A Bad Boy And A Bad Girl.

A Bad boy meeting a Bad girl
In the Village Square enquired,
Do you know any good babe?

Am I not okay enough for you?
The latter replied with a query –
As is the wont of most Nigerians.

The Bad boy, after sizing her up,
Calmly responded, that’d be incest;
We have the same surname.

The Two-Colour Cap

Once upon a time,
The Devil, to occasion
A wrangle between bosom
Buddies, sewed an Abeti Aja cap
And furiously cycled betwixt them
As they chatted happily along the road.

The first cussed and queried,
Is this rider beside himself
That he rode furiously so,
With his skewed black cap?
Thereupon the other replied,
It’s not black, but crimson-red.

And thus the two friends bickered
Till the Sun went it’s setting way.
One got himself a broken nose,
The other a dislocated limb,
While the devil fondled
His di-colorous cap.

Two Dogs, One Bone.

Three dogs met in the village square,
Two were best of friends, estranged;
The third a trained unbiased arbitrator.

Feeling his task of reconciliation
Was done, the arbitrator called for
A hug and a pawshake to seal the deal.

To reward the two for a swell job,
He threw them a big bone to share;
And that was the last peace he brokered.

I Know Why The Dead Fish Float.

I once wondered why dead fish float,

And the live ones often remain below –

For it struck me as ironic that the dead,

Which are weightier by nature should float.

So I thought it the norm that living things

Should remain below, while the nonliving

Float like jetsam atop the water bodies.

But then I thought of stones and sands,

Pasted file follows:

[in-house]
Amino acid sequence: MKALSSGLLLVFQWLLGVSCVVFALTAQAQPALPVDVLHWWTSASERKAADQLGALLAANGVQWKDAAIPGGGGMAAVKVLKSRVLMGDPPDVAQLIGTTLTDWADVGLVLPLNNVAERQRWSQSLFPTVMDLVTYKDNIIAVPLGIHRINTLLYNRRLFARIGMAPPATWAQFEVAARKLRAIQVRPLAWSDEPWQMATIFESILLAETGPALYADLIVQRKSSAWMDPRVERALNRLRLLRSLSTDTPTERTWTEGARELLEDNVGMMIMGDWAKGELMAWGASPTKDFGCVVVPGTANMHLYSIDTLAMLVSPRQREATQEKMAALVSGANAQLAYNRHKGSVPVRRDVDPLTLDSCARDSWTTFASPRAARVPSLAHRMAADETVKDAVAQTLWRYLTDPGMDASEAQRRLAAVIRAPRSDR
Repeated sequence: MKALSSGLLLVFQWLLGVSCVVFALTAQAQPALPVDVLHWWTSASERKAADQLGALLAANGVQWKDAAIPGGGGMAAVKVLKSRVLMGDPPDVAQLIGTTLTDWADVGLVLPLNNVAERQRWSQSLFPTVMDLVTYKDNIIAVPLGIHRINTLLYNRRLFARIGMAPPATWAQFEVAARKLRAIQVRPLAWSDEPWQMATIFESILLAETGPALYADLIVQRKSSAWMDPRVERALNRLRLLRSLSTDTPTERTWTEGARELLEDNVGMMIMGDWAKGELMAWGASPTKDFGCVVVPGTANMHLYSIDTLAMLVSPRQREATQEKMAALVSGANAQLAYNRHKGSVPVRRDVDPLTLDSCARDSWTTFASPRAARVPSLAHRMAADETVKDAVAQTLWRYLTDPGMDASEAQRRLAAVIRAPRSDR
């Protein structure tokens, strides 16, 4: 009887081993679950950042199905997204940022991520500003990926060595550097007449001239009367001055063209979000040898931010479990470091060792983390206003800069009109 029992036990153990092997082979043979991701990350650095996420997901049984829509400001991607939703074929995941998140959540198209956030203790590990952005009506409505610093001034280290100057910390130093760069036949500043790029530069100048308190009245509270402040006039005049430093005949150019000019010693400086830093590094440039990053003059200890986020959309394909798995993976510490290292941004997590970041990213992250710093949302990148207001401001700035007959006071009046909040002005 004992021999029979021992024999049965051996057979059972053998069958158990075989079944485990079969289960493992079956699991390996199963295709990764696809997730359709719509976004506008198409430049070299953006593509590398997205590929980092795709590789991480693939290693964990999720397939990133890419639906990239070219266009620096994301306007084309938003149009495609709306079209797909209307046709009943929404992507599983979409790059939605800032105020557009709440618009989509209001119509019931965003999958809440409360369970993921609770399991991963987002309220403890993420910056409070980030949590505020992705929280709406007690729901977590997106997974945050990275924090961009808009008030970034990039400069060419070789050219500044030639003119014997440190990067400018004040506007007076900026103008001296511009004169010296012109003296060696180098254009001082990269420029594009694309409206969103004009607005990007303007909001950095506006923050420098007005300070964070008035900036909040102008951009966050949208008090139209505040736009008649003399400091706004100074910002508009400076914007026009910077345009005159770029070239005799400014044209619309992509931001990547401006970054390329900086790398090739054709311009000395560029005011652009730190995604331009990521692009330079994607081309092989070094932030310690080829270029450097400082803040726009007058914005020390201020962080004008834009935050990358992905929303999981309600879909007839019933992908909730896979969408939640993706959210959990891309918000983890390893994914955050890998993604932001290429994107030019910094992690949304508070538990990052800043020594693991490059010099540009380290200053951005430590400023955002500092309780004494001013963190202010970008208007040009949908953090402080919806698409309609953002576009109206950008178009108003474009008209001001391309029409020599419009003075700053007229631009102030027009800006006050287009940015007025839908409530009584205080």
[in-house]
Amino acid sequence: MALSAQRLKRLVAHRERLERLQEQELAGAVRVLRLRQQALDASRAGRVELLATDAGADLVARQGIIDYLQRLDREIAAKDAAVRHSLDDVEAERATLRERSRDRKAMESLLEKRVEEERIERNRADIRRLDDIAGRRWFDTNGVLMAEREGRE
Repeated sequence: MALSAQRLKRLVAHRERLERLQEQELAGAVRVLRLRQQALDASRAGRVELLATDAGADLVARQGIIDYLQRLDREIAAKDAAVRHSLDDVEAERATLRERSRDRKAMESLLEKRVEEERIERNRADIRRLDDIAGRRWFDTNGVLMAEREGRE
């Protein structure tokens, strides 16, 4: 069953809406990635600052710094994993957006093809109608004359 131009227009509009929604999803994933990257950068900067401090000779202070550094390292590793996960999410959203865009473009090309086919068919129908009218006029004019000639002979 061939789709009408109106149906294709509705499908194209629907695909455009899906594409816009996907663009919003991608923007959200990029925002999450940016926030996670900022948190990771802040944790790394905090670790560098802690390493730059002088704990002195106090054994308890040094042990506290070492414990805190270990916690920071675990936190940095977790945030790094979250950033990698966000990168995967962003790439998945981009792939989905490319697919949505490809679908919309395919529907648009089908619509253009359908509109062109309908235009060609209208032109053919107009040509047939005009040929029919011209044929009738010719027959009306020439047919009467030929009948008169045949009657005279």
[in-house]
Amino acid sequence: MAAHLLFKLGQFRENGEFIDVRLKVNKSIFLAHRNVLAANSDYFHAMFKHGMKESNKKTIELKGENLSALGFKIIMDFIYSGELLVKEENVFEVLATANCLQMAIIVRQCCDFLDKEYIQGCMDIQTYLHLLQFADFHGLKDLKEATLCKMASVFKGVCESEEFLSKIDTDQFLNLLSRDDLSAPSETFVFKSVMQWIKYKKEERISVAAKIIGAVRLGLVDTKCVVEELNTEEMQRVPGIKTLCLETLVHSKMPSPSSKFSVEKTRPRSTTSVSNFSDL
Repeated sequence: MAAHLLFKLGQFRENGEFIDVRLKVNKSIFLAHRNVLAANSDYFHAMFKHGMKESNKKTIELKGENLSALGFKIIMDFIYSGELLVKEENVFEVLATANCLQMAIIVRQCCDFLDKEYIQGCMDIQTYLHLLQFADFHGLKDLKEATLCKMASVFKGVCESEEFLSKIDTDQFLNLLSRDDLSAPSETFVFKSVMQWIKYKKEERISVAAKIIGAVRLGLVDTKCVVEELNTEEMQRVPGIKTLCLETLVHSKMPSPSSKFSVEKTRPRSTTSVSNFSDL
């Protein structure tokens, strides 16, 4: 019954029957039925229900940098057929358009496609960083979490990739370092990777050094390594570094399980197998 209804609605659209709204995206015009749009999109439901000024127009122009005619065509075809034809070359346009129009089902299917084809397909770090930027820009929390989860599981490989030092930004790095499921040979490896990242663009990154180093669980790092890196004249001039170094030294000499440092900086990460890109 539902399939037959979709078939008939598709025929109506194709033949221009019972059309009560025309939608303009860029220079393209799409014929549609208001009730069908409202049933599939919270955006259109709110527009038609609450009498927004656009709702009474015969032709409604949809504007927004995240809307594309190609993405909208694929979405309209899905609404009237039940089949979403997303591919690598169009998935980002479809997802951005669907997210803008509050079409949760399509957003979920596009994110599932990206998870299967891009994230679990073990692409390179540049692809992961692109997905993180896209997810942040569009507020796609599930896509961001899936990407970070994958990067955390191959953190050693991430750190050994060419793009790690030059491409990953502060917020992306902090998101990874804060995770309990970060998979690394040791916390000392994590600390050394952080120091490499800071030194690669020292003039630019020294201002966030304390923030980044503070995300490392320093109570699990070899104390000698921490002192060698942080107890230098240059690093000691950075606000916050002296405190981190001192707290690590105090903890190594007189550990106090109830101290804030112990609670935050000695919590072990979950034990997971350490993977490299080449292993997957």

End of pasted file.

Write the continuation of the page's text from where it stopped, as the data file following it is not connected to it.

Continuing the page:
Which sink when thrown in the waters;

So I concluded that it is not the weight

That keeps the dead fish afloat but the will;

For the living can go where it pleases but

The dead remains at nature’s pleasures.

Like Lot’s Wife’s Valley

Since the communal blueprint
Isn’t perspicuous to the common man,
He sets about building his own press;
He perspires like Iya Basira’s black goat –
Now, all handkerchiefs are China-made –
And combined with his wife’s tears,
The atmosphere’s redolence reminds
Of the valley of Lot’s wife’s remains.

Won’t You Woo Me?

You saw me taking cover
From the rain under the yew;
You rushed in and re-emerged –
With a brolly in your left hand,
And a steamy cup in your right.

Then you led me in like a queen,
And ushered me to a cosy chair;
When you darted into your room
Like lightning, my heart skipped-
I remembered stories of long ago:

What if he returns with a pistol,
I chided myself in an interrobang?!
You came out armed with a blanket,
And my lips parted in a broad smile
And my eyelids released a prisoner.

The rains ceased, and you led me out,
A broad smile caressing your face
Like a lucky English peasant who
Was opportune to entertain his queen.
This is 21st century! Who does that?